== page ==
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Understanding Social Problems

Seventh Edition

Social Problems

In a 2008 Gallup poll, Americans were asked, “What is the most important problem facing this country today?”. Survey results indicate that just 17 percent of Americans were satisfied “with the way things are going in the United States at this time”

What Is a Social Problem?

A social problem is a social condition that a segment of society views as harmful to members of society and in need of remedy.

Suicide Bombers: A Social Problem

Since the horror of September 11, 2001, terrorism in the United States has taken on new meaning. Here airport security guards inspect vehicles approaching the terminals.

Objective Elements of Social Problems

Awareness of social conditions through life experiences and through reports in the media. • We see the homeless, hear gunfire in the streets, and see battered women in hospital emergency rooms. • We read about employees losing their jobs as businesses downsize and factories close.

violence. drug addiction. • These are not considered social problems unless a segment of society believes these conditions diminish the quality of human life. We know crime. racism.Subjective Elements of Social Problems • • The belief that a particular social condition is harmful to society or to a segment of society and that it should and can be changed. poverty. . and pollution exist.

and life experiences. . beliefs. others view restrictions on abortion as a social problem.Variability in Definitions of Social Problems • • Some Americans view the availability of abortion as a social problem. Variations in what is considered a social problem are due to differences in values.

Canada. Here. participants carry a giant rainbow flag during a gay pride parade in Toronto. .Homosexuality • • Some individuals view homosexual behavior as a social problem while others view homophobia as a social problem.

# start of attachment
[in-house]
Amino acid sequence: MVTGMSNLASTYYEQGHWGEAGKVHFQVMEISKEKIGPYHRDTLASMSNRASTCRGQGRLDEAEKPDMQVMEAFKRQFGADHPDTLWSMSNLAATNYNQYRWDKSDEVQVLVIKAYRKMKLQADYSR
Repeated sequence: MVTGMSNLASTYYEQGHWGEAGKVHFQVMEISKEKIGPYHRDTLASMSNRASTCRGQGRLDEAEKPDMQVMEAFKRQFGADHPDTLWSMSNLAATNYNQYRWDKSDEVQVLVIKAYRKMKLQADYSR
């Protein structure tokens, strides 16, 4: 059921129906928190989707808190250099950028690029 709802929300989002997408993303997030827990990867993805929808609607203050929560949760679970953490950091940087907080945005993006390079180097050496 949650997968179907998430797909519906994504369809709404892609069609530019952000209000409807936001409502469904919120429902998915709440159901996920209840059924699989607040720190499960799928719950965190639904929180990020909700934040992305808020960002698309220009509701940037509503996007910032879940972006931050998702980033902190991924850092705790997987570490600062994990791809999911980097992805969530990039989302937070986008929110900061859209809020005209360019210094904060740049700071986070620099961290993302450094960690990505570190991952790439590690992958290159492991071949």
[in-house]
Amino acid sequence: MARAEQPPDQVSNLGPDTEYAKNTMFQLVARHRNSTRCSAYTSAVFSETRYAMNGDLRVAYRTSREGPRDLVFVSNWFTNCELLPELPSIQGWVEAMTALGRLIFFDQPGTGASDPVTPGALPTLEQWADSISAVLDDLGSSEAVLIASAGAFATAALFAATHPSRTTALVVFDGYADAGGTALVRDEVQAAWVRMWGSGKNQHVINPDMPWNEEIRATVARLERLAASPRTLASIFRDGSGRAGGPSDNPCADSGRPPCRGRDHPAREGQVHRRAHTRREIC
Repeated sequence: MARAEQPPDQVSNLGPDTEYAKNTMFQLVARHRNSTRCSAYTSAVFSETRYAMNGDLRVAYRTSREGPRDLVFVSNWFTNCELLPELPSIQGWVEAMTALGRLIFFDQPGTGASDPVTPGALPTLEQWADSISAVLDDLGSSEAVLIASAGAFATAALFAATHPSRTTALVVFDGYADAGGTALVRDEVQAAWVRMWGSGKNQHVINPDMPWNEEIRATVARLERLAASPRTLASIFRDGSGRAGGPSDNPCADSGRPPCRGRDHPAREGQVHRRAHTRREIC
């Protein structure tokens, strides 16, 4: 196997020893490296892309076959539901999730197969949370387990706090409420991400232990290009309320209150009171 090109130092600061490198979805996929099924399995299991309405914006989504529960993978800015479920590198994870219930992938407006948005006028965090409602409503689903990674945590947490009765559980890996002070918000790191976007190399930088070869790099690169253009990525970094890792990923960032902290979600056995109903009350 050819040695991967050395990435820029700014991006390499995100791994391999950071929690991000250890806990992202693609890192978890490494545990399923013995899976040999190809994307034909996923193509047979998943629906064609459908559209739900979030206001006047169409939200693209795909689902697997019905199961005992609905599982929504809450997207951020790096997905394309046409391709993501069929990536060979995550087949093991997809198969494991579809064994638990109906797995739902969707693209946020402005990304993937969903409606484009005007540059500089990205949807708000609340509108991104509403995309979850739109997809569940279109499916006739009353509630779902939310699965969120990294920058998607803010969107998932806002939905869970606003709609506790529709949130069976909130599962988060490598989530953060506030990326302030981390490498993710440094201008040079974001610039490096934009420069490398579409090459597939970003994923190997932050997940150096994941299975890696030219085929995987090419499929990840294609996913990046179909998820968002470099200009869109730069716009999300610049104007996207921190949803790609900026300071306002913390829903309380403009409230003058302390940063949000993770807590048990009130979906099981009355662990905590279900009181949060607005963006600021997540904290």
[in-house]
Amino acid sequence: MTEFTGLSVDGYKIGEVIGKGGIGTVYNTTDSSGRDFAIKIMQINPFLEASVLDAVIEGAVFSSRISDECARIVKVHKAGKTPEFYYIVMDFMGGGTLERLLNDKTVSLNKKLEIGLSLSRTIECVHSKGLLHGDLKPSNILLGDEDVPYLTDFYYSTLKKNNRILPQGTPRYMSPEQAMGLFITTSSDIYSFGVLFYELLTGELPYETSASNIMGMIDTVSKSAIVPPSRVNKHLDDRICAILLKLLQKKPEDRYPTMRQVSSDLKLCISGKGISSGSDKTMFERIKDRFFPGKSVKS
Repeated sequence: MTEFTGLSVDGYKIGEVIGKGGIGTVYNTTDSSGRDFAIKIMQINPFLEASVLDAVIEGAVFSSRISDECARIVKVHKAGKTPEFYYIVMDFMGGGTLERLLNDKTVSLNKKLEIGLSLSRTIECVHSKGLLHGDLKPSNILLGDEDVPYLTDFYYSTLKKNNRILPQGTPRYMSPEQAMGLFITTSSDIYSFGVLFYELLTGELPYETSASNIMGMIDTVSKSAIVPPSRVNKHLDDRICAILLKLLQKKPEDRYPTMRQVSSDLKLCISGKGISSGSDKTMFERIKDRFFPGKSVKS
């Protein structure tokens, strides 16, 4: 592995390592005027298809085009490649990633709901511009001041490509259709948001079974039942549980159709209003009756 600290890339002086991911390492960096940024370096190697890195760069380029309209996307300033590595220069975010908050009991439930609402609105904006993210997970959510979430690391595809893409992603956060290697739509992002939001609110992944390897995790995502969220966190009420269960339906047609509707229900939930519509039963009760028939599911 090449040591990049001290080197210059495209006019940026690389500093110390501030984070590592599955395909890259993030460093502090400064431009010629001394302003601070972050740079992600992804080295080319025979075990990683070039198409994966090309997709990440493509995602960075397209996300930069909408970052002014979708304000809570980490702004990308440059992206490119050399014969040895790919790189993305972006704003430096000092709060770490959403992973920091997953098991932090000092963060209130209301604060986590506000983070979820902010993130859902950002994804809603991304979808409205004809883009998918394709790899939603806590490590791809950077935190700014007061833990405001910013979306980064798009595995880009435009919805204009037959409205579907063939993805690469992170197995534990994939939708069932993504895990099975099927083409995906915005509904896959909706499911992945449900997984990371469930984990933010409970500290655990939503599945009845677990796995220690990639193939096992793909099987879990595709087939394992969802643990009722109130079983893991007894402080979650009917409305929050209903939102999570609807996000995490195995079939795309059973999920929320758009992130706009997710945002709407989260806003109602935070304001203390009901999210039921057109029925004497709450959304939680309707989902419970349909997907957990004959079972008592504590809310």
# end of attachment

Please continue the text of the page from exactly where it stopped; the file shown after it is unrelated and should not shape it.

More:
Elements of Social Structure • • The structure of a society refers to the way society is organized. Society is organized into • Institutions • Social groups • Statuses • Roles .

Institution • • An institution is an established and enduring pattern of social relationships. The five traditional institutions are: • Family • Religion • Politics • Economics • Education .

Social Groups • Defined as two or more people who have a common identity. and form a social relationship. . • Secondary groups are task oriented and characterized by impersonal and formal interaction. • Primary groups are characterized by intimate and informal interaction. interact.

father.Statuses • • A status is a position that a person occupies within a social group. wife. The statuses in a family may consist of mother. husband and child . stepfather. stepmother.

Ascribed Statuses • An ascribed status is one that society assigns to an individual on the basis of factors over which the individual has no control. . teenager. senior citizen. • Examples: child.

Achieved Statuses • An achieved status is assigned on the basis of some characteristic or behavior over which the individual has some control. spouse. • Examples: college graduate. bank president . parent.

and expectations associated with a status. obligations. .Roles • • The set of rights. Roles guide our behavior and allow us to predict the behavior of others.

Culture • Culture is defined as the meanings and ways of life that characterize a society including beliefs. . values. sanctions. and symbols. norms.

right and wrong. . Values are social agreements about what is considered good and bad. desirable and undesirable.Elements of Culture • • Beliefs are definitions and explanations about what is assumed to be true.

Elements of Culture • • • Norms • Socially defined rules of behavior. Sanctions • Consequences for conforming to or violating norms. . Symbols • Language. and objects whose meaning is commonly understood by the members of a society. gestures.

Personal Beliefs About Various Social Problems Problem Military spending should be increased % Agreeing Men Women 32 24 76 82 Federal government not doing enough to stop pollution Too much concern for criminals’ rights Abortion should be legal 60 59 55 58 .